Monday, March 26, 2012

Writers Reactions to Rejection: Slushkiller

If you want to get published, you'll need to make submissions to publishers.   Chances are, a lot of what you submit will be rejected.  Often the rejection comes as a "form letter".  This is not only disappointing, but gives no real hint about what can be improved.  When the editor takes the time to explain why your piece wasn't accepted, you are getting valuable information.

Don't look this gift horse in the mouth.  A lot of people do, apparently, based on this article:  Slushkiller.  It's a very long article, but I recommend you take the time to read it.  One of the most important lessons I took from the article is that of perspective: don't take it personally (really).  Too often writers have completely the wrong perspective when we look at rejection notes.  This is ironic, because writers are supposed to be really good at seeing the world from different points of view, and distilling these perspectives into captivating prose.

Here are a few choice quotes from the Slushkiller article, to give you a flavour:

What these guys have failed to understand about rejection is that it isn’t personal. If you’re a writer, you’re more or less constitutionally incapable of understanding that last sentence, if you think there’s any chance that it applies to you and your book; so please just imagine that I’m talking about rejections that happen to all those other writers who aren’t you.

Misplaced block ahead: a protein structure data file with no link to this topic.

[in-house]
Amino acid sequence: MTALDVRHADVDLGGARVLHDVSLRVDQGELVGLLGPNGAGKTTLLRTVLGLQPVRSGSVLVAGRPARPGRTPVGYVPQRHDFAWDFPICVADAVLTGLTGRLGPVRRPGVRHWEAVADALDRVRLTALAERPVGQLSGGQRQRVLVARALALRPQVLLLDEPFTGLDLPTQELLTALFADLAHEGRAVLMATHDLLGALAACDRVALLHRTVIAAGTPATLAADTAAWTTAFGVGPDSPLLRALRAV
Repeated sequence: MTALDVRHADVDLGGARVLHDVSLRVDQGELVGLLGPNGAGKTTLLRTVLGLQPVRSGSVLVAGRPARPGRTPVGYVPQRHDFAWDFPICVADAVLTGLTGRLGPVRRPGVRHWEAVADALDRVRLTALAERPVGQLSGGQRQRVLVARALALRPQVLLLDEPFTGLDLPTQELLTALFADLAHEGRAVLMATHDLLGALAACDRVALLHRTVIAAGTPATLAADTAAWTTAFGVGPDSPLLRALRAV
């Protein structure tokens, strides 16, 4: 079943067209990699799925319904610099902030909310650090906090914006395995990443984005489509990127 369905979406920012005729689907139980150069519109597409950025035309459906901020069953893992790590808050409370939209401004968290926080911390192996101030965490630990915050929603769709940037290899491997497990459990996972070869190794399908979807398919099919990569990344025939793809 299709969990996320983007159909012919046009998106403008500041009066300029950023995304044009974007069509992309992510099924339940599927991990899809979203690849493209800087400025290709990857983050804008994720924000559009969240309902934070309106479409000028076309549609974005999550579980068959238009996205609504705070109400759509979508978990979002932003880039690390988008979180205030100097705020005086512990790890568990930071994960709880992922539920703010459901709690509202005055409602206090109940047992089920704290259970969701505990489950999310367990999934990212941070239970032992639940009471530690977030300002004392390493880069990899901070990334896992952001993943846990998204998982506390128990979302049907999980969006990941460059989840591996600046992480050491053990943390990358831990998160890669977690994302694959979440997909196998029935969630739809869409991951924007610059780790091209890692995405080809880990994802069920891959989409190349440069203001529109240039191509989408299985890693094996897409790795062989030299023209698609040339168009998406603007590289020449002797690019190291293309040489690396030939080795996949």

I frequently see denunciations from writers who say an editor can’t possibly judge their novel from three chapters and an outline. Sure we can, even if the chapters are short and the first one’s atypical. In many cases, three pages are enough. You don’t have to drink the entire carton of milk in order to tell that it’s gone bad.
So, don't take rejections personally.  Glean and learn from them when you can.  Keep writing, keep submitting, and you know all you need to know about how to get published.

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